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RootKits


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#1 Ganesha

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Posted 25 September 2009 - 09:14 AM

I was reading about rootkits and it appears that it is capable of creating havoc to your system and your financial data if a hacker gets your information.

I have a desktop and three laptops connected through a router. One of the laptops seems to be infected and looking at the symptoms it might be a rootkit. One of the moderators is helping me getting rid of it.

Can someone tell me what the dangers are to my other two laptops and desktop with this infection in one of the laptops? Should I be disconnecting from the Internet in all the computers ?

Thanks for your help.

Edited by Ganesha, 25 September 2009 - 09:15 AM.


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#2 garmanma

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Posted 25 September 2009 - 09:31 AM

It's a definite rootkit infection
It would be wise to isolate the computer from the rest
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#3 Ganesha

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Posted 25 September 2009 - 09:46 AM

Thanks garmanma. You have been very helpful.

#4 quietman7

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Posted 28 September 2009 - 07:53 AM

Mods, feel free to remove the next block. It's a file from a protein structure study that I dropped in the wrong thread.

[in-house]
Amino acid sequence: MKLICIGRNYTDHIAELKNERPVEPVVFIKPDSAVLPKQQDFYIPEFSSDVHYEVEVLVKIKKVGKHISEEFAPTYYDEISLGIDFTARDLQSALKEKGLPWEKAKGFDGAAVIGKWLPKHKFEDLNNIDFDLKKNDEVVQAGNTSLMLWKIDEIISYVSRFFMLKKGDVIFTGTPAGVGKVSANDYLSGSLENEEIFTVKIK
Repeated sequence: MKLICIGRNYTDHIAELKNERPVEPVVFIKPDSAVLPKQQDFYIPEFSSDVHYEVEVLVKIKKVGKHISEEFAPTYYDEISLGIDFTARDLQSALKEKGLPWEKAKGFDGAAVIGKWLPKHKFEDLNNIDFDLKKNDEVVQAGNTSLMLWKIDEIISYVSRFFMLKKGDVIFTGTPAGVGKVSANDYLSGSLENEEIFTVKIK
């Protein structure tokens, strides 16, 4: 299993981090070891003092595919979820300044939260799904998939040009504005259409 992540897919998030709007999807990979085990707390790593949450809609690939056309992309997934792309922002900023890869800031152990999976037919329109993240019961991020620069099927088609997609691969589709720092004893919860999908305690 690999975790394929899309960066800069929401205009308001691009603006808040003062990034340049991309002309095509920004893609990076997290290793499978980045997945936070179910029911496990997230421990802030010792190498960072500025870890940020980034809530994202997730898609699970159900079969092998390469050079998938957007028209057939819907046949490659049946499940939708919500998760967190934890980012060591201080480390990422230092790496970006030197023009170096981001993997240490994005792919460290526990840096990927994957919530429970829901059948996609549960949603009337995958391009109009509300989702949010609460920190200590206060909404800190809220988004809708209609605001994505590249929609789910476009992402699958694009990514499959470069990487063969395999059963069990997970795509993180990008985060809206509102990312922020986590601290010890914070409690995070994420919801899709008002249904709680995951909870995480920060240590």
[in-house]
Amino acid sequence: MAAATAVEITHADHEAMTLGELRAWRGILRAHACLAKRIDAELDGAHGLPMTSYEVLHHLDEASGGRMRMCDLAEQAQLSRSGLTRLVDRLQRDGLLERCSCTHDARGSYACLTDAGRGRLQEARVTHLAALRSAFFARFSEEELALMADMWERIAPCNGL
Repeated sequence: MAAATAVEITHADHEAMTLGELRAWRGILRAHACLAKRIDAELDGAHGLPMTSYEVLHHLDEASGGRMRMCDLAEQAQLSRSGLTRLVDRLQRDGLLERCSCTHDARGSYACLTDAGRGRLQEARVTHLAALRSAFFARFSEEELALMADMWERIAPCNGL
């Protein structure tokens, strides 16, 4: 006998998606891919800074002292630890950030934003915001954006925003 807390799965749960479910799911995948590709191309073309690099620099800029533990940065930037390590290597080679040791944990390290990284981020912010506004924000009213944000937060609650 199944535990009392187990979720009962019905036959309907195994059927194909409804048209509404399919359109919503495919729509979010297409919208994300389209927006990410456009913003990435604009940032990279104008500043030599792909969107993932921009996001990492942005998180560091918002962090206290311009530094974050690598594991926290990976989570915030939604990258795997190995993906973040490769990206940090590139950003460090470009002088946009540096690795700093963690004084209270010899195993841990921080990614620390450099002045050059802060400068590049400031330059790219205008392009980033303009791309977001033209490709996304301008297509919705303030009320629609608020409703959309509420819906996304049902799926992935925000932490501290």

Rootkits, backdoor Trojans, Botnets, and IRCBots are very dangerous because they compromise system integrity by making changes that allow it to by used by the attacker for malicious purposes. Rootkits are used by Trojans to conceal its presence (hide from view) in order to prevent detection of an attacker's software and make removal more difficult. Many rootkits can hook into the Windows 32-bit kernel, and patch several APIs to hide new registry keys and files they install. They can disable your anti-virus and security tools to prevent detection and removal. Remote attackers use backdoors as a means of accessing and taking control of a computer that bypasses security mechanisms. This type of exploit allows them to steal sensitive information like passwords, personal and financial data which is send back to the hacker. To learn more about these types of infections, you can refer to:If your computer was used for online banking, has credit card information or other sensitive data on it, you should stay disconnected from the Internet until your system is fully cleaned. All passwords should be changed immediately to include those used for banking, email, eBay, paypal and online forums. You should consider them to be compromised and change each password using a clean computer, not the infected one. If not, an attacker may get the new passwords and transaction information. If using a router, you need to reset it with a strong logon/password so the malware cannot gain control before connect again. Banking and credit card institutions should be notified of the possible security breach. Because your computer was compromised please read:Although the infection has been identified and may be removed, your PC has likely been compromised and there is no way to be sure the computer can ever be trusted again. It is dangerous and incorrect to assume the computer is secure even if the malware appears to have been removed. In some instances an infection may have caused so much damage to your system that it cannot be completely cleaned or repaired so you can never be sure that you have completely removed a rootkit. The malware may leave so many remnants behind that security tools cannot find them. Tools that claim to be able to remove rootkits cannot guarantee that all traces of it will be removed. Many experts in the security community believe that once infected with this type of malware, the best course of action is to wipe the drive clean, reformat and reinstall the OS. Please read: